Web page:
In the last chapter, Jacob was weak and in pain, but God snaps him out of it and gets him moving again. God sends Jacob back to Bethel, to the land where he saw angels jumping up and down on a ladder from heaven. The Psalms are sometimes referenced as a book of remembrance, a poetic look at how God is constantly teaching his children to remember his good works and character. Much the same is at work here, with Jacob needing to remember his unique deliverance from Esau.
Likely at work is God calling in a vow made in chapter 28. The vow pertains to God bringing Jacob home in peace, and Jacob taking the initial stone and building up God’s house, as in creating a godly legacy and teaching future generations about the Lord. Oddly enough, Bethel lies almost dead center between Hebron and Shechem, yet Genesis gives no reference to Jacob ever going back to Bethel until now. It seems Jacob stayed too long in Shechem, a place with beliefs and habits contrary to the Lord.
For protection, God placed terror on the cities around them, ensuring safe travels.
Altars In Genesis
In principle, an altar is a place of communion with God. The making of one, in this case, the piling on of a few stones, is designed to tell others God has met with me. Genesis follows an interesting pattern of altar building, with Noah (8:20), Abraham (12:7), Isaac (26:20), and now Jacob each building one for different reasons. None of these altars were much to look at.
Interestingly, in Genesis 31 Rachel holds onto the idols of her youth. What they actually look like is anybody’s guess, what they represent is a devotion to the spirituality of folk religion and pantheism, to say nothing of demons. Along with the way some accumulated more idols, so rampant is this problem that when Jacob calls for a cleansing, he gives instruction regarding the changing of garments and the doing away with idols. His call to purity worked, with the text mentioning all the foreign gods, including rings were turned in, with Jacob burying them next to a tree.
A Girl Named Deborah
There is sweetness toward the mentioning of Rebekah’s nurse, a woman named Deborah, and we know nothing about her except she served faithfully, and is mentioned with tremendous honor. Her death seems sudden, having lost her life somehow on the way to Bethel, and she is buried on the outskirts of that place.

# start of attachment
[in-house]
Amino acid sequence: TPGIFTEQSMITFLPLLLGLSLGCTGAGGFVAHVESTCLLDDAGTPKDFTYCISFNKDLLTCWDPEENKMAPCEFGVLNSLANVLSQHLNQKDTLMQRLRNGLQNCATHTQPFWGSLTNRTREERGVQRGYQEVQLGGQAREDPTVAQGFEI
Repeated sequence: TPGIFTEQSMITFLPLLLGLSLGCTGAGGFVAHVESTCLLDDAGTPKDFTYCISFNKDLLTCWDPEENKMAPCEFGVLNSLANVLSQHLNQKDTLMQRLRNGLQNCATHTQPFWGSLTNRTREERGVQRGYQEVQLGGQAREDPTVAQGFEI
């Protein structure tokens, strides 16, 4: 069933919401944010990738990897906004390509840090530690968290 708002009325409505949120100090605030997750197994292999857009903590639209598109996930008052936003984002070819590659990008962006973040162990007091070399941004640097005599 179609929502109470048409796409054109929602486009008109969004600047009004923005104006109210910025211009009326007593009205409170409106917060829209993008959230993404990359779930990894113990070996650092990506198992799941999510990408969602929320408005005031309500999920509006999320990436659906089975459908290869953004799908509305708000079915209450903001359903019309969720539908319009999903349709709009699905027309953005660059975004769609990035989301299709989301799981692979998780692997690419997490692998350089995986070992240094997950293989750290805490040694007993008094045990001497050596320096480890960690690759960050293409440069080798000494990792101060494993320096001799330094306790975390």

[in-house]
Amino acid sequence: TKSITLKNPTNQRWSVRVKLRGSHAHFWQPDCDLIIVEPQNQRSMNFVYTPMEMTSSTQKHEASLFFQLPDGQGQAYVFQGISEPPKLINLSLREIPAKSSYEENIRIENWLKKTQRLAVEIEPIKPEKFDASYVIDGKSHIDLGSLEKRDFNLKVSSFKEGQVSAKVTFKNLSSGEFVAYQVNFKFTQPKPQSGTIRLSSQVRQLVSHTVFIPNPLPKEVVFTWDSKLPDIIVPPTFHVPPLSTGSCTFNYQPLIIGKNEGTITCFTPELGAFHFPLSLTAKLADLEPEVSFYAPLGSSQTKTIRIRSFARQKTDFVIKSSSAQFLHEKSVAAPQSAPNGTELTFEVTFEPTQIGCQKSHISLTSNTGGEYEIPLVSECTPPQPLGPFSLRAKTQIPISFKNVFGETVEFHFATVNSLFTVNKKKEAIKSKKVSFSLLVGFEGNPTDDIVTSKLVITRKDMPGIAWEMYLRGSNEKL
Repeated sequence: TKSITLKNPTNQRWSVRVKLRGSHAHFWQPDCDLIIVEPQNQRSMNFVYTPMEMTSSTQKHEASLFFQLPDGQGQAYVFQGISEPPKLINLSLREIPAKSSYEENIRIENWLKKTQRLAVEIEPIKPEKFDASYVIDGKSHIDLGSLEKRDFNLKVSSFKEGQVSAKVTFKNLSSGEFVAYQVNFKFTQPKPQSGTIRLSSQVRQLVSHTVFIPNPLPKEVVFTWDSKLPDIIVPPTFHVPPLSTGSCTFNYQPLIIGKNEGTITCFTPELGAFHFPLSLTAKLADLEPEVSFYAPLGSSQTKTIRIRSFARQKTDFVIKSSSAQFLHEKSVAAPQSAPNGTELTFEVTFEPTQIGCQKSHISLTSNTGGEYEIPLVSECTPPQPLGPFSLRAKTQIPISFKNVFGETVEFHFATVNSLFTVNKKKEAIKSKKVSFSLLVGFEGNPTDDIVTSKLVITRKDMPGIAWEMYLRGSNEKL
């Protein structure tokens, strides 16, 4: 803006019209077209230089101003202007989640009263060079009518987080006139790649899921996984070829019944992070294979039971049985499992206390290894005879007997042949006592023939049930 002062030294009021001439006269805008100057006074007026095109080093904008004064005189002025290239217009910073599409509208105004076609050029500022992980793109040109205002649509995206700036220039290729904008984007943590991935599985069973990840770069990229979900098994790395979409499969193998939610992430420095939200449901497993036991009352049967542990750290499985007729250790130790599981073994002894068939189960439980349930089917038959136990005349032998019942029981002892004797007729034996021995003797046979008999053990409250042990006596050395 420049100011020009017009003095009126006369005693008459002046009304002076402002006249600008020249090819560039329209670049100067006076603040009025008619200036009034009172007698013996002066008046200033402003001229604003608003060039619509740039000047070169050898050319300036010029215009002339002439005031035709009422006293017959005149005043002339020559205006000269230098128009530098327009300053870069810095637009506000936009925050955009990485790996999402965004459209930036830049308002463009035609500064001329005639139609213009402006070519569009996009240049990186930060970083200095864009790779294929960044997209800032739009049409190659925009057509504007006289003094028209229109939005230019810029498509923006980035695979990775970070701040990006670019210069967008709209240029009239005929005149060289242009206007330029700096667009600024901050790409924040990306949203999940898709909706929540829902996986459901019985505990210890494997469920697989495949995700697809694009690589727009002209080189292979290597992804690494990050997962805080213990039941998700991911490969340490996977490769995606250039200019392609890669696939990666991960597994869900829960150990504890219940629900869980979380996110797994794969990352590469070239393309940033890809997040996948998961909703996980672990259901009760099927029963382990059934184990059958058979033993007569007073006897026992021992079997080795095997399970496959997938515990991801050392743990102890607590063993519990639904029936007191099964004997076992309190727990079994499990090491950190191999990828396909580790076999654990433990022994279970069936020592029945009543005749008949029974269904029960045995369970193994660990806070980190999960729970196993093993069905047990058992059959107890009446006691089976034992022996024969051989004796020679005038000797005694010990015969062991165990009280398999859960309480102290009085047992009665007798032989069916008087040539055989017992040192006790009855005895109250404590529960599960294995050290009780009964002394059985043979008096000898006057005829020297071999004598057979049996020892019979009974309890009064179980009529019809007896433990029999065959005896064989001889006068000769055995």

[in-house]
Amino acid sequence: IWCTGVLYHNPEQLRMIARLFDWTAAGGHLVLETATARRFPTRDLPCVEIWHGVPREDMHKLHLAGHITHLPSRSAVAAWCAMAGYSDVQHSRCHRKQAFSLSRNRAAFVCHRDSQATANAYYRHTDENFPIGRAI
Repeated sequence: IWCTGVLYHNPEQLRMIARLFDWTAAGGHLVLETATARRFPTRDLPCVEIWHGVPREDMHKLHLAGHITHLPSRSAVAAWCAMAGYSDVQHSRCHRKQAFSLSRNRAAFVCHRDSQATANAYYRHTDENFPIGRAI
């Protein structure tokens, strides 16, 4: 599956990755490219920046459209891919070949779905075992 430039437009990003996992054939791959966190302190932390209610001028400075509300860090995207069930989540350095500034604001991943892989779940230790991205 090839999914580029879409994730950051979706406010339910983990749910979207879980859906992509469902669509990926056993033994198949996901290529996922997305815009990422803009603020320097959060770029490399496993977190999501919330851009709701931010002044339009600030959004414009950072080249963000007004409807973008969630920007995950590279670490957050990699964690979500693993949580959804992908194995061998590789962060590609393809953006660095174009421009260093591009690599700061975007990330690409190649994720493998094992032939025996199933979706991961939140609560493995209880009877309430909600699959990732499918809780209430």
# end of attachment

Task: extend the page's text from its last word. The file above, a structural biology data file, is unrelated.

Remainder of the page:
You Are Now Israel
God appeared again is a constant theme in the life of Jacob, whose name is now permanently changed from Jacob (Schemer) to Israel (God is the victor). Paddan-aram is a geographic description of Laban’s hometown.
Lord God Almighty is literally El Shaddai which interestingly means I am God who can overpower – as in anyone, anything, at any time. The name El Shaddai is found most frequently in the book of Job.
Be fruitful and multiply is a look back to Genesis 1, and that promise of land/seed/blessing is Israel’s new legacy.
Rachel died just outside of Bethlehem, in an area known as Ephrath while giving birth to her son. There is a play on words regarding the name. According to Robert Alter, Rachel’s naming him Ben-Oni and can mean Son of my Vigor. Others see it as Son of my Sorrow, its also possible a double meaning exists regarding both definitions. Either way, Israel was uncomfortable with the confusion and named his son Bin-Yamin, Son of my Right Hand. The mother usually did the naming, so the name change is a bold move, meant to ensure proper blessing came his way.
Benjamin will play a central role once Joseph rises to power in Egypt. In a hilarious moment, Joseph will toy and bait with his brothers, heaping mounds of food on Benjamin’s plate, and earlier in the drama holding them hostage till Benjamin was brought to him.
Do Not Do This…Unthinkable
Rueben takes to bed a much older woman, one of his father’s lovers, the mother of Dan and Naphtali. Likely the affair was consensual, and in terms of the pecking order, the hope for a woman like Bilhah was to take the place of honor held by Rachel, which was never going to happen. Her insecurity possibly drove her to exchange sexual favors with a much younger man in hopes that when Jacob passes on she will still be able to maintain some sense of financial security and social standing.
For Rueben, he sinfully seeks to move into his father’s place of authority.
The text is chilling with its poetic timing – and Israel heard of it. Decades later, when Jacob is on his deathbed, and Joseph is Prime Minister of Egypt, he will restrain his blessing, rightly accusing him of being unstable, mounting what was not his to mount, and is told he no longer will prevail (Genesis 49).
The bloodline is mentioned, as is Isaac’s death.